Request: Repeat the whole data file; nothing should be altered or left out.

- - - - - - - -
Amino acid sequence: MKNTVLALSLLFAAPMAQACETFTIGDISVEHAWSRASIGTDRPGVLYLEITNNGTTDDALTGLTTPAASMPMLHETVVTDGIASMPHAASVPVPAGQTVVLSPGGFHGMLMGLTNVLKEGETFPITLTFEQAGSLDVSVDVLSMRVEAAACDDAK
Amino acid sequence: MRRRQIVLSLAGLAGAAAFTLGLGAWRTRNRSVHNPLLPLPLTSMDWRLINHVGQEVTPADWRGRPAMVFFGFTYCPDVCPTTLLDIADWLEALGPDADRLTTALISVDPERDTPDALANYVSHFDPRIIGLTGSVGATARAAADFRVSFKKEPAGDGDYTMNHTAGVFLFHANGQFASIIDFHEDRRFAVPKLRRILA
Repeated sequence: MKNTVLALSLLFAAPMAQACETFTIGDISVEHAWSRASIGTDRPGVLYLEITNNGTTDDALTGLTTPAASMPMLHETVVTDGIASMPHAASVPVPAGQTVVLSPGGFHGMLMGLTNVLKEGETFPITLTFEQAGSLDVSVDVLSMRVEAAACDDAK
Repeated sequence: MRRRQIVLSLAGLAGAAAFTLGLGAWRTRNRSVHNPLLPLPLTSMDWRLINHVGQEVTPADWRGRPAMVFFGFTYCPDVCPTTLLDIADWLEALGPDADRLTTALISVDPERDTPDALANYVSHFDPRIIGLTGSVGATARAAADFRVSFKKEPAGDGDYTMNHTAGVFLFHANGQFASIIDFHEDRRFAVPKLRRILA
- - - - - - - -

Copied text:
Amino acid sequence: MKNTVLALSLLFAAPMAQACETFTIGDISVEHAWSRASIGTDRPGVLYLEITNNGTTDDALTGLTTPAASMPMLHETVVTDGIASMPHAASVPVPAGQTVVLSPGGFHGMLMGLTNVLKEGETFPITLTFEQAGSLDVSVDVLSMRVEAAACDDAK
Amino acid sequence: MRRRQIVLSLAGLAGAAAFTLGLGAWRTRNRSVHNPLLPLPLTSMDWRLINHVGQEVTPADWRGRPAMVFFGFTYCPDVCPTTLLDIADWLEALGPDADRLTTALISVDPERDTPDALANYVSHFDPRIIGLTGSVGATARAAADFRVSFKKEPAGDGDYTMNHTAGVFLFHANGQFASIIDFHEDRRFAVPKLRRILA
Repeated sequence: MKNTVLALSLLFAAPMAQACETFTIGDISVEHAWSRASIGTDRPGVLYLEITNNGTTDDALTGLTTPAASMPMLHETVVTDGIASMPHAASVPVPAGQTVVLSPGGFHGMLMGLTNVLKEGETFPITLTFEQAGSLDVSVDVLSMRVEAAACDDAK
Repeated sequence: MRRRQIVLSLAGLAGAAAFTLGLGAWRTRNRSVHNPLLPLPLTSMDWRLINHVGQEVTPADWRGRPAMVFFGFTYCPDVCPTTLLDIADWLEALGPDADRLTTALISVDPERDTPDALANYVSHFDPRIIGLTGSVGATARAAADFRVSFKKEPAGDGDYTMNHTAGVFLFHANGQFASIIDFHEDRRFAVPKLRRILA